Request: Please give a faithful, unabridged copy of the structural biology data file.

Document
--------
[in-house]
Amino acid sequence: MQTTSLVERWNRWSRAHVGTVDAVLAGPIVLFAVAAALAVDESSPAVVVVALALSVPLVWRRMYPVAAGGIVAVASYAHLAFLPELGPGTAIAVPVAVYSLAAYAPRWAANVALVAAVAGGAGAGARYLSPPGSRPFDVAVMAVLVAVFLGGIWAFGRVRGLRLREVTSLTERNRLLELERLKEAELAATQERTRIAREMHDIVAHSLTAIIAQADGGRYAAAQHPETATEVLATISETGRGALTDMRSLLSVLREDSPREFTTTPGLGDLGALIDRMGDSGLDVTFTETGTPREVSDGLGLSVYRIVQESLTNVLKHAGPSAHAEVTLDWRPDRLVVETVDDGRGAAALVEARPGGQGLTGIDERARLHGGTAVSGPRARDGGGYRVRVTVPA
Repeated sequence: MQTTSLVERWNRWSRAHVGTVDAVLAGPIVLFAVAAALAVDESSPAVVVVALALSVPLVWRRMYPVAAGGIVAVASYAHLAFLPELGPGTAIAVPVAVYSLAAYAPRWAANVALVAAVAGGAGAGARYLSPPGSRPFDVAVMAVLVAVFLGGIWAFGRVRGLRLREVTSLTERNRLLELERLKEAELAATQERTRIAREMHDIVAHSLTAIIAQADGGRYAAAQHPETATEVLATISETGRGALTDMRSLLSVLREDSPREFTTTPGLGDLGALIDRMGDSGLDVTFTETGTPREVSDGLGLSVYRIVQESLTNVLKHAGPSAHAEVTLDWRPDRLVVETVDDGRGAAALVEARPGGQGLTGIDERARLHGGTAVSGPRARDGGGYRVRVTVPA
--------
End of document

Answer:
[in-house]
Amino acid sequence: MQTTSLVERWNRWSRAHVGTVDAVLAGPIVLFAVAAALAVDESSPAVVVVALALSVPLVWRRMYPVAAGGIVAVASYAHLAFLPELGPGTAIAVPVAVYSLAAYAPRWAANVALVAAVAGGAGAGARYLSPPGSRPFDVAVMAVLVAVFLGGIWAFGRVRGLRLREVTSLTERNRLLELERLKEAELAATQERTRIAREMHDIVAHSLTAIIAQADGGRYAAAQHPETATEVLATISETGRGALTDMRSLLSVLREDSPREFTTTPGLGDLGALIDRMGDSGLDVTFTETGTPREVSDGLGLSVYRIVQESLTNVLKHAGPSAHAEVTLDWRPDRLVVETVDDGRGAAALVEARPGGQGLTGIDERARLHGGTAVSGPRARDGGGYRVRVTVPA
Repeated sequence: MQTTSLVERWNRWSRAHVGTVDAVLAGPIVLFAVAAALAVDESSPAVVVVALALSVPLVWRRMYPVAAGGIVAVASYAHLAFLPELGPGTAIAVPVAVYSLAAYAPRWAANVALVAAVAGGAGAGARYLSPPGSRPFDVAVMAVLVAVFLGGIWAFGRVRGLRLREVTSLTERNRLLELERLKEAELAATQERTRIAREMHDIVAHSLTAIIAQADGGRYAAAQHPETATEVLATISETGRGALTDMRSLLSVLREDSPREFTTTPGLGDLGALIDRMGDSGLDVTFTETGTPREVSDGLGLSVYRIVQESLTNVLKHAGPSAHAEVTLDWRPDRLVVETVDDGRGAAALVEARPGGQGLTGIDERARLHGGTAVSGPRARDGGGYRVRVTVPA